Talkin’ Oldies: Hoppity Goes To Town (1941)
While Disney has been the top animation studio for the past 70 years, rivals to their supremacy have come along from time to time. Most have fallen by the wayside, although nowadays companies like Dreamworks and, to a lesser extent, Warner Brothers and Aardman make animated movies that could reasonably claim to challenge Disney’s dominance. Things certainly aren’t as one-sided as they used to be at any rate.
Back in the beginning – in that late ’30s and early ’40s heyday when Disney was serving up cinematic banquets like Snow White and the Seven Dwarfs, Dumbo and Pinocchio – the main competition came from brothers Dave and Max Fleischer. They had already made a very commendable animated version of Gulliver’s Travels in 1939; and their second film, Mr. Bug Goes To Town (or Hoppity Goes To Town as it would later be retitled), was expected to push them even closer to – perhaps beyond – the benchmark being set by ‘Uncle Walt’ and his animation team.
Sadly, the Fleischer brothers never quite cornered the market. This was partially due to a breakdown in their relationship which affected their ability to work together, but much more pertinent in any analysis of their downfall is the tremendous commercial failure of Hoppity Goes To Town.
Films flop for all sorts of reasons, but this one has a tragically unique excuse for failing to perform at the box office. You see, this was the big Christmas season release which opened across America just a couple of days before the infamous Japanese attack on Pearl Harbour. Unsurprisingly, the American public had something more life-changing to think about than going to the cinema to watch a cartoon. The result was that the Fleischer’s’ attempt to become a top name in the animated movie genre came to an end… and Hoppity Goes To Town faded rather quickly into obscurity. To have lost such a lovely little film is a travesty, but one which pales into insignificance when placed in the historical context of its time.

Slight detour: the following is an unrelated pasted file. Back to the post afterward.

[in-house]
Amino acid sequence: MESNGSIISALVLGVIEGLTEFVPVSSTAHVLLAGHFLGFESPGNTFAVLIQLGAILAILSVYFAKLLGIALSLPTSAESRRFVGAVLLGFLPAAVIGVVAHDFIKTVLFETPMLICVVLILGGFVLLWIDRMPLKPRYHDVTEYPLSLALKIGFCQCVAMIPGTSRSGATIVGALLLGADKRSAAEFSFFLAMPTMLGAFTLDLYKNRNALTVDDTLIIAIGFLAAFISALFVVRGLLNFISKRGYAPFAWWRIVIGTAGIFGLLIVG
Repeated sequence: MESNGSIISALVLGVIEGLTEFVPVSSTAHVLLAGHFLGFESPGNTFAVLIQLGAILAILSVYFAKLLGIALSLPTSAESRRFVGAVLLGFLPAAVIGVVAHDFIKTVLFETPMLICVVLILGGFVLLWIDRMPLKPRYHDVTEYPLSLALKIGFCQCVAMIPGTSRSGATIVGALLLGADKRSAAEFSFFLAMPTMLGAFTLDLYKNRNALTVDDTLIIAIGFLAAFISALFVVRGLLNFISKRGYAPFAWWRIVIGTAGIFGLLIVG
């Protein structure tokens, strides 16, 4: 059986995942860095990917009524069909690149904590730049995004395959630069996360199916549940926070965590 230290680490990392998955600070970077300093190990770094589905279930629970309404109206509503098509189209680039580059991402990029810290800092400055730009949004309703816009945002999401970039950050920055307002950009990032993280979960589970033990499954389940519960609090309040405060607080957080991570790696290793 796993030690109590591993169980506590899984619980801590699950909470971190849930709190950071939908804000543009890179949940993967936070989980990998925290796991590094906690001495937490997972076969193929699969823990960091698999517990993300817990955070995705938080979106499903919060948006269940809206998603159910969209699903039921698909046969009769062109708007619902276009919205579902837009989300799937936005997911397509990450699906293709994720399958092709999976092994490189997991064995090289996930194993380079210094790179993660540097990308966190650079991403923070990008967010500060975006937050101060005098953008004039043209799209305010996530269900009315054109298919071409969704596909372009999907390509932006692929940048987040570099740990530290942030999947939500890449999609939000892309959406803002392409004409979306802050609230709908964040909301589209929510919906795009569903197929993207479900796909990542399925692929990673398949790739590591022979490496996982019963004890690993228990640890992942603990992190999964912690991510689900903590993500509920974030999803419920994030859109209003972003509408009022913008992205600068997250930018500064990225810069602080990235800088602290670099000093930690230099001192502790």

In a patch of overgrown garden in the city, a bunch of bugs are in dire danger. Humans have been using their land as a shortcut, discarding litter, cigars and other hazards right on top of the insects’ homes as they go.
Honey-shop owner Mr Bumble (voiced by Jack Mercer) fears that the future is bleak, and wonders how he will ever be able to raise his daughter Honey (voiced by Pauline Loth) in more secure surroundings. A highly unscrupulous creature, Bagley C. Beetle (voiced by Tedd Pierce), offers to provide her a safer place to live if she will accept his hand in marriage, but Honey is much more interested in her childhood sweetheart, the perennially cheerful and optimistic Hoppity (voiced by Stan Freed).
Hoppity believes that everything is about to be resolved for the better, but is left looking foolish when Bagley Beetle and his pair of comical sidekicks manipulate the crisis to their own devious end. The other bugs turn away from Hoppity, fed up of his foolish pipe dreams which never come to anything. Only at the very end, when their patch becomes the foundation for a huge new skyscraper, do the bugs switch loyalty back to Hoppity, looking to him to lead them to a new, safe home away from the destructive influence of humans.
What really works in the film’s favour is the delightful characterisation – all the bugs are cleverly developed and designed for maximum audience appeal. The hilarious bumbling villains Swat the Fly and Smack the Mosquito are particularly memorable, stealing virtually every scene they’re in. Equally admirable is the storytelling drive – even the youngest of children can enjoy this story, while at the same time it skilfully conveys a message for older audiences about the way human carelessness can impact upon the survival of wildlife.
Time has inevitably dated some aspects of the film, and a modern audience viewing it needs to accept (and forgive) these signs of general age and wear. On the whole, though, Hoppity Goes To Town is an accomplished, funny and very slickly presented animation with a worthy message to boot.
FMV Rating *** ½